Gold, silk and graphite may not be the first materials that come to mind when you think of cutting-edge technology. Put them together, though, and you’ve got the basic components of a new ultra-thin, flexible oral sensor that can measure bacteria levels in the mouth. The device, attached temporarily to a tooth, could one day help dentists fine-tune treatments for patients with chronic periodontitis, for example, or even provide a window on a patient’s overall health.
The sensor, dubbed a “tooth tattoo,” was developed by the Princeton nanoscientist Michael McAlpine and Tufts bioengineers Fiorenzo Omenetto, David Kaplan and Hu Tao. The team first published their research last spring in the journal Nature Communications.
The sensor (A), attached to a tooth (B) and activated by radio signals (C), binds with certain bacteria (D). Illustration: Manu Mannoor/Nature Communications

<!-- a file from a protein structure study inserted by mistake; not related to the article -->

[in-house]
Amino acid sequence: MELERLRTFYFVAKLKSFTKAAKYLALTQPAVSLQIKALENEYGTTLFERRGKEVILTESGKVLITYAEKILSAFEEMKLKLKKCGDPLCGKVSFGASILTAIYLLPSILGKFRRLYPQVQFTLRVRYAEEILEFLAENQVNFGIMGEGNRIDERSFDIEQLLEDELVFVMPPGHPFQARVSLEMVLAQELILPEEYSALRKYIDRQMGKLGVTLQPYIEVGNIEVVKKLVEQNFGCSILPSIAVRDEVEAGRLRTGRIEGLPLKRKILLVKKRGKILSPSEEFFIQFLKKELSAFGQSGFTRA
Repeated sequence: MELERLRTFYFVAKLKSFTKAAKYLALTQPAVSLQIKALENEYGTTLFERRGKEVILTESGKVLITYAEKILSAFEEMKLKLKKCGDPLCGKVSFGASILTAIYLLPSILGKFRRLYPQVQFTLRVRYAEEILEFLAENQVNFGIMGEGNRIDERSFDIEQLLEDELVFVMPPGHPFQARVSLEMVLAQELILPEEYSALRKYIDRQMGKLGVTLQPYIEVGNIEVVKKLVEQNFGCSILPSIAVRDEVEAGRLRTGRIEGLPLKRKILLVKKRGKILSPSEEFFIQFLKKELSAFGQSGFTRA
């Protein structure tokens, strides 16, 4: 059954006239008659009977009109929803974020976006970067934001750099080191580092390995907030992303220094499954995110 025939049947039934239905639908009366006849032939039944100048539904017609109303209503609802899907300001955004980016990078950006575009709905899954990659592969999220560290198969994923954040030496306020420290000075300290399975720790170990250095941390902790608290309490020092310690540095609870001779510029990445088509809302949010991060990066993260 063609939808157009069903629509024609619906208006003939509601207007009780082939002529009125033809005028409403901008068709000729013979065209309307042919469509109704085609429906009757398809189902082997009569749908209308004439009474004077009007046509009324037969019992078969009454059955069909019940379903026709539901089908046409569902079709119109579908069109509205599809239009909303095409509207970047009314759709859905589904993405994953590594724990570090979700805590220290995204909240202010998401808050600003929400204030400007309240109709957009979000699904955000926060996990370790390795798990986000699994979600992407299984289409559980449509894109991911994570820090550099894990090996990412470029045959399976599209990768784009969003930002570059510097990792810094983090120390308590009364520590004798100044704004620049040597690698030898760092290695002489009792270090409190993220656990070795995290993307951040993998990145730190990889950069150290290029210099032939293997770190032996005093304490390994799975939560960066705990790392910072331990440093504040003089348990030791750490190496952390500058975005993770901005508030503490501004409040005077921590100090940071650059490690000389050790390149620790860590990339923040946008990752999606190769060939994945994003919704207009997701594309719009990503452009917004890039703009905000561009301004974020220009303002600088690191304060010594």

Before the tooth tattoos can undergo clinical testing, however, researchers will have to overcome some limitations. In order for the sensor to detect specific strains of bacteria, McAlpine says, his team will need to create new peptides or similar molecules that bond with only one particular strain. Constructing those won’t be easy. McAlpine notes that he’ll need to work with biologists to build them from the ground up, a process that could require the development of entirely new methods for assembling organic molecules in the lab.
The sensor’s physical size is also a consideration: the prototype is a bit too large for use in humans (the team tested it on a cow tooth), so making the whole package smaller will be another challenge. And, Kugel notes, thickness is a factor, too. It’ll be important to determine if patients will accept having a foreign object, no matter how thin, attached to their teeth.
“People are very sensitive,” Kugel says. “They can feel objects in the mouth that are 50 or 60 microns across”—about the thickness of a sheet of paper. “If it’s at all irritating to a patient, he or she will complain about it. You’d need to make sure it’s actually comfortable enough to leave in place for long periods of time.”
[David Levin is a freelance science writer based in Boston. This story was first published on TuftsNow, Nov. 1, 2012.]